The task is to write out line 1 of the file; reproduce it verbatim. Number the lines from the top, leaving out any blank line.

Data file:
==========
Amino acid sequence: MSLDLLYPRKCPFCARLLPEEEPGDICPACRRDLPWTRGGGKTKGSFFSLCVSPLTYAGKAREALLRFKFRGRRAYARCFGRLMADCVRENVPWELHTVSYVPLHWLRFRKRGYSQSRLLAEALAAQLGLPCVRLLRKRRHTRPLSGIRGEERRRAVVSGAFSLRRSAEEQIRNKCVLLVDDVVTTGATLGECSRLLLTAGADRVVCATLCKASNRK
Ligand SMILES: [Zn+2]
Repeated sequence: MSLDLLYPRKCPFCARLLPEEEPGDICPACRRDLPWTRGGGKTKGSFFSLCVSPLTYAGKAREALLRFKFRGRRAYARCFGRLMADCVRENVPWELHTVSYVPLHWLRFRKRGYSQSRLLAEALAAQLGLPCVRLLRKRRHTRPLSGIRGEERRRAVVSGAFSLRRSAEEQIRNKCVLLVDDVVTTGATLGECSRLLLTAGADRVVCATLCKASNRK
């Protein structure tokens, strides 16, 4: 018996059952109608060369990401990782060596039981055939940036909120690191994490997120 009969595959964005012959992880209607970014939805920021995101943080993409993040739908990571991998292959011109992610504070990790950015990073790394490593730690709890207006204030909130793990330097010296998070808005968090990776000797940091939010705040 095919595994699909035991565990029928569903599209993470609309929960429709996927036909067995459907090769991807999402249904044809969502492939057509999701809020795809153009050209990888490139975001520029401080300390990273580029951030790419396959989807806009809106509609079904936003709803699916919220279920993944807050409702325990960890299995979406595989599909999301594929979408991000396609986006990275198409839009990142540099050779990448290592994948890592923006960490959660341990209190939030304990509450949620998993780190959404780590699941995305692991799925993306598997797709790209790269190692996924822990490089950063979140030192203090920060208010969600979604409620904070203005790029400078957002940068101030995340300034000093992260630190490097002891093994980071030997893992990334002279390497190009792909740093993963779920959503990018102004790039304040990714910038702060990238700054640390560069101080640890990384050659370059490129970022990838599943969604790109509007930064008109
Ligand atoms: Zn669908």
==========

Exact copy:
Amino acid sequence: MSLDLLYPRKCPFCARLLPEEEPGDICPACRRDLPWTRGGGKTKGSFFSLCVSPLTYAGKAREALLRFKFRGRRAYARCFGRLMADCVRENVPWELHTVSYVPLHWLRFRKRGYSQSRLLAEALAAQLGLPCVRLLRKRRHTRPLSGIRGEERRRAVVSGAFSLRRSAEEQIRNKCVLLVDDVVTTGATLGECSRLLLTAGADRVVCATLCKASNRK